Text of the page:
It is unavoidable that sightseeing spots get periodically affected by minor and sometimes major renovation and repair works, especially wooden historical structures, such as temples, shrines and castles. Furthermore, some local governments in Japan are continuing efforts to restore historical structures which have been lost in the past. As a result, a traveler may occasionally come across a sightseeing spot which is closed for renewal or affected by construction works.
In an effort to help avoiding bad surprises due to constructions and renovations, we are maintaining the following list of Japanese sightseeing spots which are currently affected by major renovation or construction works. Note however, that this list is not complete and that there might be other major constructions going on at spots not listed below. If you know of one, please let us know.
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2007 to March 2024
Toshogu Shrine is being renovated in stages from 2007 until March 2024. But because only a couple of the shrine's many buildings are affected at any time, the impact on a visit is relatively small and Toshogu remains worth a visit. Renovation on the centrally placed Yomeimon Gate was completed in March 2017.
Enryakuji Temple (Hieizan)
2016 to 2026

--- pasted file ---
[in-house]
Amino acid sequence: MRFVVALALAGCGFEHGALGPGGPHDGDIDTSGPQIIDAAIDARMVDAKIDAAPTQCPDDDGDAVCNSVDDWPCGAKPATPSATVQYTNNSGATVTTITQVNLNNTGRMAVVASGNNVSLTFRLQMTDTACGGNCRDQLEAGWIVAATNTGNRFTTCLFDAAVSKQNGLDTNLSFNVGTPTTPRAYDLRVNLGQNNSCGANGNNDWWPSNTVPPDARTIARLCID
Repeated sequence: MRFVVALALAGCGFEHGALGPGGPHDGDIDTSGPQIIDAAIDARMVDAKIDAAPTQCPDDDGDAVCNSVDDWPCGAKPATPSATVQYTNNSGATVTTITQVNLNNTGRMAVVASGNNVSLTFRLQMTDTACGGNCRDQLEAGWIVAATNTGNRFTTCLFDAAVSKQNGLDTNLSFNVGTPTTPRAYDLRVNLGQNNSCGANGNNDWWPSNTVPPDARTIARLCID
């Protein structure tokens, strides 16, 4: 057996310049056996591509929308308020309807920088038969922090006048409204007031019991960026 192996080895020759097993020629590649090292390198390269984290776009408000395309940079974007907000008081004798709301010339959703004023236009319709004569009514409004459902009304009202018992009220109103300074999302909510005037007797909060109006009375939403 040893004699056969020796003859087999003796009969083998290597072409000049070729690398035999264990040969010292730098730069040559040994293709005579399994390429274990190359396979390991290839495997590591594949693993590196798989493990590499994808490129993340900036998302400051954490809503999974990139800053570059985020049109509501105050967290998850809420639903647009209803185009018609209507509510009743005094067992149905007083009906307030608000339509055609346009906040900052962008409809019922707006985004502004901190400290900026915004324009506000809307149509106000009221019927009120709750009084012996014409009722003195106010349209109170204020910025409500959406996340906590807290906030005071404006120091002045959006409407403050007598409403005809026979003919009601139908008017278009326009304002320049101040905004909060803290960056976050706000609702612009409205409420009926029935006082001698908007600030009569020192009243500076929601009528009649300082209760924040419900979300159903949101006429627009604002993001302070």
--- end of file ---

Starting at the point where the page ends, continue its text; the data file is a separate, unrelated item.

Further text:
Enryakuji's main hall is undergoing renovations from 2016 for about ten years. During the renovations, the main hall is covered by scaffolding, but it remains possible to enter the hall.
Floating Torii Gate of Itsukushima Shrine
From June 2019
Renovation works on Miyajima's famous floating torii gate started in June 2019. The torii gate is now covered up by a partially transparent scaffolding. Furthermore, a bridge has been built on the left side of the gate (when viewed from the shrine) to aid the renovation works. A date for the completion of the renovation works has not been set yet. In addition, renovation works are scheduled to be conducted on the western side of the shrine complex from August 2020 to December 2022.
Dogo Onsen Honkan
January 2019 to 2026
In January 2019, renovation works started on the Dogo Onsen Honkan during which the bath house is closed partially over the period of seven years. During the first of two phases of the renovation works, two small baths on the first floor remain open to visitors (one for each gender), while the rest of the building, including the rest areas on the second and third floors, gets closed. Some parts of the building will be covered up by scaffolding; however, some of the building's sides (the front and north sides during the first phase of the renovations) will intentionally be kept free of scaffolding to reduce the impact on tourism.
Until spring 2021
Kumamoto Castle suffered serious damage in the earthquakes of April 2016. Many roof tiles fell, foundations were damaged, walls crumbled and entire structures collapsed. A walkway to the main keep opened to the public on October 5, 2019 and allows for close up views of the keep, but it is open only on Sundays, national holidays and selected Saturdays. On other days, the castle's inner grounds cannot be entered, but looked at from the outside. Later in 2020, an elevated walkway will open to the public, allowing for views of the inner castle grounds on all days of the week. The interior of the castle's main keep is scheduled to be reopened to the public in spring 2021, while the rest of the grounds are expected to require about 20 years to be fully repaired.